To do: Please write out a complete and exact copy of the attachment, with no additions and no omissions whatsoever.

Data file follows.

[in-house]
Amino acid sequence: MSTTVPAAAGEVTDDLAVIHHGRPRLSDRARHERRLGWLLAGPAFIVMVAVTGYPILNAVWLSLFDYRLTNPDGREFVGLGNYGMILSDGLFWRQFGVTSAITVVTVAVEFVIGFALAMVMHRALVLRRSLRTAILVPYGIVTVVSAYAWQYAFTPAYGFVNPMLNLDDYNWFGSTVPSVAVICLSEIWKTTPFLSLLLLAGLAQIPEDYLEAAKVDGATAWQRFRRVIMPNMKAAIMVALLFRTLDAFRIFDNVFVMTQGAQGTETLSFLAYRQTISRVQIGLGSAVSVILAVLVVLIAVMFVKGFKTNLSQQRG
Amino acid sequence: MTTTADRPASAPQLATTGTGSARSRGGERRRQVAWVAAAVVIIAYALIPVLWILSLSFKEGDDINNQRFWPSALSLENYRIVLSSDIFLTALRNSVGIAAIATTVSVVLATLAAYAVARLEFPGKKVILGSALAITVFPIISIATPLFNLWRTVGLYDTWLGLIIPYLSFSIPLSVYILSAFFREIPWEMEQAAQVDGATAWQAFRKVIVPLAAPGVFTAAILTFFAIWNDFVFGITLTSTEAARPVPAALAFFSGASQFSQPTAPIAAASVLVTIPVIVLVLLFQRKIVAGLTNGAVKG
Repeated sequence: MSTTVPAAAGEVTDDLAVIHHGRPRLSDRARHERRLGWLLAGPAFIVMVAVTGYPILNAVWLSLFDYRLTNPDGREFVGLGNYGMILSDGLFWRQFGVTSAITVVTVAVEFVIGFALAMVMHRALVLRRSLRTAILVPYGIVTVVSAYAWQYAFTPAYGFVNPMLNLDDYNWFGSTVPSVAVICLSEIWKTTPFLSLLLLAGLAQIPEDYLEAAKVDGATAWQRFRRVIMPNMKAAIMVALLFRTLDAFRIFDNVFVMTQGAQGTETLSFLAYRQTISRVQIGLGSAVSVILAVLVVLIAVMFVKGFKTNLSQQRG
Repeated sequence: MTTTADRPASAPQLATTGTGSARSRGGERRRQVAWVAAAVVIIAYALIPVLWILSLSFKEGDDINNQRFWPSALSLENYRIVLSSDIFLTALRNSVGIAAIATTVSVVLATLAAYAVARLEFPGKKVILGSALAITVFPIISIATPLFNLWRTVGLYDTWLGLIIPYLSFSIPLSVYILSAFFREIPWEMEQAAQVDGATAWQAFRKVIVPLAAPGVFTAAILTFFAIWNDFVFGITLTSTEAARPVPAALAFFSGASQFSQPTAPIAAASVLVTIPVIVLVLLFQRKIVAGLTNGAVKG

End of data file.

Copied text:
[in-house]
Amino acid sequence: MSTTVPAAAGEVTDDLAVIHHGRPRLSDRARHERRLGWLLAGPAFIVMVAVTGYPILNAVWLSLFDYRLTNPDGREFVGLGNYGMILSDGLFWRQFGVTSAITVVTVAVEFVIGFALAMVMHRALVLRRSLRTAILVPYGIVTVVSAYAWQYAFTPAYGFVNPMLNLDDYNWFGSTVPSVAVICLSEIWKTTPFLSLLLLAGLAQIPEDYLEAAKVDGATAWQRFRRVIMPNMKAAIMVALLFRTLDAFRIFDNVFVMTQGAQGTETLSFLAYRQTISRVQIGLGSAVSVILAVLVVLIAVMFVKGFKTNLSQQRG
Amino acid sequence: MTTTADRPASAPQLATTGTGSARSRGGERRRQVAWVAAAVVIIAYALIPVLWILSLSFKEGDDINNQRFWPSALSLENYRIVLSSDIFLTALRNSVGIAAIATTVSVVLATLAAYAVARLEFPGKKVILGSALAITVFPIISIATPLFNLWRTVGLYDTWLGLIIPYLSFSIPLSVYILSAFFREIPWEMEQAAQVDGATAWQAFRKVIVPLAAPGVFTAAILTFFAIWNDFVFGITLTSTEAARPVPAALAFFSGASQFSQPTAPIAAASVLVTIPVIVLVLLFQRKIVAGLTNGAVKG
Repeated sequence: MSTTVPAAAGEVTDDLAVIHHGRPRLSDRARHERRLGWLLAGPAFIVMVAVTGYPILNAVWLSLFDYRLTNPDGREFVGLGNYGMILSDGLFWRQFGVTSAITVVTVAVEFVIGFALAMVMHRALVLRRSLRTAILVPYGIVTVVSAYAWQYAFTPAYGFVNPMLNLDDYNWFGSTVPSVAVICLSEIWKTTPFLSLLLLAGLAQIPEDYLEAAKVDGATAWQRFRRVIMPNMKAAIMVALLFRTLDAFRIFDNVFVMTQGAQGTETLSFLAYRQTISRVQIGLGSAVSVILAVLVVLIAVMFVKGFKTNLSQQRG
Repeated sequence: MTTTADRPASAPQLATTGTGSARSRGGERRRQVAWVAAAVVIIAYALIPVLWILSLSFKEGDDINNQRFWPSALSLENYRIVLSSDIFLTALRNSVGIAAIATTVSVVLATLAAYAVARLEFPGKKVILGSALAITVFPIISIATPLFNLWRTVGLYDTWLGLIIPYLSFSIPLSVYILSAFFREIPWEMEQAAQVDGATAWQAFRKVIVPLAAPGVFTAAILTFFAIWNDFVFGITLTSTEAARPVPAALAFFSGASQFSQPTAPIAAASVLVTIPVIVLVLLFQRKIVAGLTNGAVKG